We Catholics keep trying to tell you folks, but you don't listen.
From a study abstract. As usual, formatted for easier reading.
Objective: To assess changes in the use of contraceptive methods, and induced abortion rates, in Spanish adolescents and young adults aged 15 to 24 years, between 2002 and 2008.
Study design: Representative samples of Spanish men and women aged 15 to 24 years were surveyed in 2002 (N = 1826) and 2008 (N = 2000).
Results: The rate of use of contraceptive methods increased from 61% in men and 60% in women in 2002 to 80% and 75%, respectively, in 2008.
The most commonly used method was the condom (51% in 2002 and 71% in 2008), followed by the contraceptive pill (18% in 2002 and 18% in 2008). None of the adolescents and young adults surveyed used natural methods or the diaphragm, or had undergone sterilisation.
The induced abortion rate increased from 9.28 to 13.48 per 1000 women in the group aged between 15 and 19 years, and from 14.37 to 21.05 per 1000 women in the group aged 20 to 24 years.
Conclusion: Despite an increase in the use of effective birth control methods, the rates of abortion rose during the study period, which may indicate that compliance with the use of condoms is inadequate. There is an urgent need to develop educational campaigns or to design specific policies addressing contraception-related issues for young people.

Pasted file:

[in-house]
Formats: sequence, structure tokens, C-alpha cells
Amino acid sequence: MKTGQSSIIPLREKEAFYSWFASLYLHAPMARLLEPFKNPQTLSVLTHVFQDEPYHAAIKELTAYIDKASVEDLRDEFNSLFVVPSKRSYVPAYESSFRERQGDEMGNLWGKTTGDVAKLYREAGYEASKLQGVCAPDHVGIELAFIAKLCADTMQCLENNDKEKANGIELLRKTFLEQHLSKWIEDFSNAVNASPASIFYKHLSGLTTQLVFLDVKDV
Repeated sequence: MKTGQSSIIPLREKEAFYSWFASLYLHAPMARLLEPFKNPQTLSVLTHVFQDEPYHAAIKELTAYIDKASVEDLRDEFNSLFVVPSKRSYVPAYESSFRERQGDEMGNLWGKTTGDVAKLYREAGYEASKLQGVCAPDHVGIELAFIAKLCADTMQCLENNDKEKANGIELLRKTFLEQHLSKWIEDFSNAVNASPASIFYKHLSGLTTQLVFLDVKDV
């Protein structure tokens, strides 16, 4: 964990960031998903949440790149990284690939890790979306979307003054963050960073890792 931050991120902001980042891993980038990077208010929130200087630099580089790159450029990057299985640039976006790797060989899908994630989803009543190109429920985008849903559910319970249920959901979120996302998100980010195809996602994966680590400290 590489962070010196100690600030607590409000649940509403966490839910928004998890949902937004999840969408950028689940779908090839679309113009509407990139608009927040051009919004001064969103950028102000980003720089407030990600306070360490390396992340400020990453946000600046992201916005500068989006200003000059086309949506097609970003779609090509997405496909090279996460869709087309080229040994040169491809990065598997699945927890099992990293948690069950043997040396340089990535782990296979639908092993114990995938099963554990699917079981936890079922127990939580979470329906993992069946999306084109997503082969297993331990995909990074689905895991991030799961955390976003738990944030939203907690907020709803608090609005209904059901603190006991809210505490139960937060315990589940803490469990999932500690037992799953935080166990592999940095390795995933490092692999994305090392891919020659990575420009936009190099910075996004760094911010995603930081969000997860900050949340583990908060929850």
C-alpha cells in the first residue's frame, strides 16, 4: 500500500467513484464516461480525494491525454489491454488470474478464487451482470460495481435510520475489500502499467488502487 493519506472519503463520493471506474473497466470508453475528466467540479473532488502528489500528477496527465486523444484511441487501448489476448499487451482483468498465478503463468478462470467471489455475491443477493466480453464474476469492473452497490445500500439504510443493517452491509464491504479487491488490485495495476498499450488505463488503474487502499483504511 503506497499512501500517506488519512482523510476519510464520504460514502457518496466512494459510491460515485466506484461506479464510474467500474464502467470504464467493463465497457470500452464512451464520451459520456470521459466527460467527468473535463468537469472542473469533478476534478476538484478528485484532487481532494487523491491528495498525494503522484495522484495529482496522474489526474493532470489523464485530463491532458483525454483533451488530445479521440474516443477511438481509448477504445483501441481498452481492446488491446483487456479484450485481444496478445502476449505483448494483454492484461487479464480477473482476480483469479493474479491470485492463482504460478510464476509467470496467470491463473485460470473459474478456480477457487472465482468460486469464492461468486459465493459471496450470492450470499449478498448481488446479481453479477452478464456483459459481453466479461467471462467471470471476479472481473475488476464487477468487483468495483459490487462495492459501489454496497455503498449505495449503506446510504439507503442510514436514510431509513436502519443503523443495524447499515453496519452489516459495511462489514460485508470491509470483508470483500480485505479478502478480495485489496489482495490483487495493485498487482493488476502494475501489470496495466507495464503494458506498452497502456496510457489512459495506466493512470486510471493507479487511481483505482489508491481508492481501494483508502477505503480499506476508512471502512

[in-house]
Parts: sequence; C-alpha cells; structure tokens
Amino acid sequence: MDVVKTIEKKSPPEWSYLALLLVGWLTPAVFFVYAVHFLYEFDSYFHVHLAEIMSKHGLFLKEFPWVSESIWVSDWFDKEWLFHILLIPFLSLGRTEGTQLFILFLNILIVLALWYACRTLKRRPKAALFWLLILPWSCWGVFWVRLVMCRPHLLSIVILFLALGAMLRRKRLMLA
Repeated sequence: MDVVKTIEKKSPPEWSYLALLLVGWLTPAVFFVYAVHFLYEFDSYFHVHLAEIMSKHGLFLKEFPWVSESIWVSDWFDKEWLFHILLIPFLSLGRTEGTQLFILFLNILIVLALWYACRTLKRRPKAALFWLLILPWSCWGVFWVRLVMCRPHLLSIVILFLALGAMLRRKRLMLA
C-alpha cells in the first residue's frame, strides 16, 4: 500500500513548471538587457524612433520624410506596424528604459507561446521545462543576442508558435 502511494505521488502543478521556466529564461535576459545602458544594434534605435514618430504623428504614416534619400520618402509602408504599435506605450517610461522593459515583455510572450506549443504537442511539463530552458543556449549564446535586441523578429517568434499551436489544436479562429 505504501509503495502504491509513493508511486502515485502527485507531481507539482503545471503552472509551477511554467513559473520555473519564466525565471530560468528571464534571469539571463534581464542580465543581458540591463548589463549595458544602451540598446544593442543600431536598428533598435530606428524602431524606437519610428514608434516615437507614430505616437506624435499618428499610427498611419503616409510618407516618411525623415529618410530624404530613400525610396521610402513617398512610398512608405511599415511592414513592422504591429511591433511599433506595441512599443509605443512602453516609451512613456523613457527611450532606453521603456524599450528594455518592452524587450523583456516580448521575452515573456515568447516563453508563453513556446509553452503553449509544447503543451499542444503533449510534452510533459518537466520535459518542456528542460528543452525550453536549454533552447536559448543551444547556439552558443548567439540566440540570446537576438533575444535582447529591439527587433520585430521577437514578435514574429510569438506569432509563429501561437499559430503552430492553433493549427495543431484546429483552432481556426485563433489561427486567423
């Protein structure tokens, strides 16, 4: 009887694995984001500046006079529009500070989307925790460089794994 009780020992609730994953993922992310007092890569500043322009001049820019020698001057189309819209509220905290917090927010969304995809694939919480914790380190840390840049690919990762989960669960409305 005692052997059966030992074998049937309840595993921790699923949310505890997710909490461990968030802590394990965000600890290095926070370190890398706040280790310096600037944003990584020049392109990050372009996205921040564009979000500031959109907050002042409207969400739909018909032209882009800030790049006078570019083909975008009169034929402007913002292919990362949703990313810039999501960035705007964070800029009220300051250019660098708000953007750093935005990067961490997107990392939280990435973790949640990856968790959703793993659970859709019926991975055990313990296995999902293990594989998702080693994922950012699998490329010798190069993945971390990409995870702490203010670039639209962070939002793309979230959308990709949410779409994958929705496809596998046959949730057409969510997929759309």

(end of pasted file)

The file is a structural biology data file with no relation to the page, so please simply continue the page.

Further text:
Okay, let's review.
The contraception rate increased by 1/3 in men, and 1/4 in women.
The abortion rate went up by about 45%.
The "repro health" advocates keep telling us that contraception is the solution to unwanted pregnancies.
Then they push contraception and the abortion rate only goes up.
So no, it's not a solution.
Widespread contraception acceptance and use contributes to abortion.
The more people accept the illusion that sex does not result in pregnancy--
The more people will have sex.
The more people will end up pregnant.
The more people will have abortions.
It's that basic.
Eur J Contracept Reprod Health Care. 2013 Mar 22. [Epub ahead of print]
Trends in contraception use in Spanish adolescents and young adults (15 to 24 years) between 2002 and 2008.
Dueñas JL, Lete I, Arbat A, Bermejo R, Coll C, Doval JL, Martínez-Salmeán J, Pérez-Campos E, Serrano I.
Department of Obstetrics and Gynaecology, Hospital Universitario Virgen Macarena , Sevilla.